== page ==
A striking debut from a wandering soul promising lo-fi blues and poetic dramas.
Mike Diver 2012-03-28
A young man with an old soul, Willis Earl Beal has little place in 2012. He isn’t one for travelling without moving. Social media exchanges are an alien concept; his stories are born from first-hand encounters spread across the United States. From New Mexico to Chicago, his journeying is the genesis of this debut set – and somewhere along the way, Mos Def got in touch, proposing a film based on Beal’s life to date.
His dramas are small but universal: the flush of love at first sight; the pain of unrequited affections; the drag of minimum-wage drudgery. And everything is styled by the lo-fi feel of recording into cheap karaoke machines. Acousmatic Sorcery possesses an offbeat magic, its hold on the listener tight but its rattle archaic. Beal hasn’t sold himself at the crossroads – he’s spied the dusty remains of those who’ve failed to broker deals with higher powers and pressed ahead alone.
So this set emerges rough-edged, ill-fitting, barely a whisper compared to the modern studio majority; yet it resonates with such feeling that its contents are irresistible. Its beat-poet blues at times recall Robert Johnson as remoulded by the mindset of Saul Williams: listen to the wandering Cosmic Queries, the chain-gang clank of Swing on Low, and the trail from Mississippi blues to Brooklyn beats is brightly illuminated.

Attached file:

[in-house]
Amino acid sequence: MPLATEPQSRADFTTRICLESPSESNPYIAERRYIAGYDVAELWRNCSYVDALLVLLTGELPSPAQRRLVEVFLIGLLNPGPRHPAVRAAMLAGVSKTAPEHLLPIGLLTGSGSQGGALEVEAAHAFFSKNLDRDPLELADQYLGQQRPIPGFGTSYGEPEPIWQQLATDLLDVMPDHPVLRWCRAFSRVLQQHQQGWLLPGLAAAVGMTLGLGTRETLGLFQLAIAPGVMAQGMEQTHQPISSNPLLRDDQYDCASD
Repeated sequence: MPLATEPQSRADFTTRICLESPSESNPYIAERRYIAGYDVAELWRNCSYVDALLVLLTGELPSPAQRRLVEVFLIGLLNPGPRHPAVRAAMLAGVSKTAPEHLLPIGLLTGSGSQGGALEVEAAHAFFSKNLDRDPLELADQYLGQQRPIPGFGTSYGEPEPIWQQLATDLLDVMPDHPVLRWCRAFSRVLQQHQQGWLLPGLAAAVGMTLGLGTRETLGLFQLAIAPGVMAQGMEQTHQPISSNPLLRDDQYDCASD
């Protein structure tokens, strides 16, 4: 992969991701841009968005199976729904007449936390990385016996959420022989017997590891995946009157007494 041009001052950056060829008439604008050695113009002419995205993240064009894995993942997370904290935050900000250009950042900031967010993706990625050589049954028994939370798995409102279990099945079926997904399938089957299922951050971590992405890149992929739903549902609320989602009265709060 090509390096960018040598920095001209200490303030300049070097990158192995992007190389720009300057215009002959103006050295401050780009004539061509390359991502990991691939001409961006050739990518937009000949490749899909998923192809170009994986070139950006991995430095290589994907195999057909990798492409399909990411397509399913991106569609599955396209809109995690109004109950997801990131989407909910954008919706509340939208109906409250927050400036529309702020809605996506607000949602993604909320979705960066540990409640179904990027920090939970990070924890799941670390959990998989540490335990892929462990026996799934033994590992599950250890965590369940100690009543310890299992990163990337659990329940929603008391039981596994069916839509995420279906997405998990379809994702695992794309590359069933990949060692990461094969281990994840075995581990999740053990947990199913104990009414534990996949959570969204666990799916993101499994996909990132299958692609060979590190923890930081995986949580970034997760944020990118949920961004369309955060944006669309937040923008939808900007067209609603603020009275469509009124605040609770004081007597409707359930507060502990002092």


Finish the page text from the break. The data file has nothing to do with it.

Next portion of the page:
Ghost Robot is boombox punk referencing Bob Dylan, while Evening’s Kiss – a lovelorn tale of being smitten by a waitress – is barely there at all, weighed from wafting into the ether only by a heavily plucked acoustic. Its analysis of self-doubt echoes across generations, even if the end product is as modern as a Howlin’ Wolf anthology.
That said, the whoop and holler of bluesmen past is largely absent across these 11 cuts, even if the unpolished atmospheres are evocative of post-WWII recordings; Beal typically delivers his songs in hushed tones, raucousness the exception. What is present is that instant-click connection between artist and audience that only comes with the most naked of performances – Monotony is one such riveting recital, sketchy yet complete – and Beal’s commitment to documenting the minutiae alongside the meaningful in comparable detail ensures that even-handedness permeates the entire set.
He’s laid himself bare, and in doing so has created a home of sorts after a wandering-soul existence: this is his discomfort zone, but well worth paying a visit to.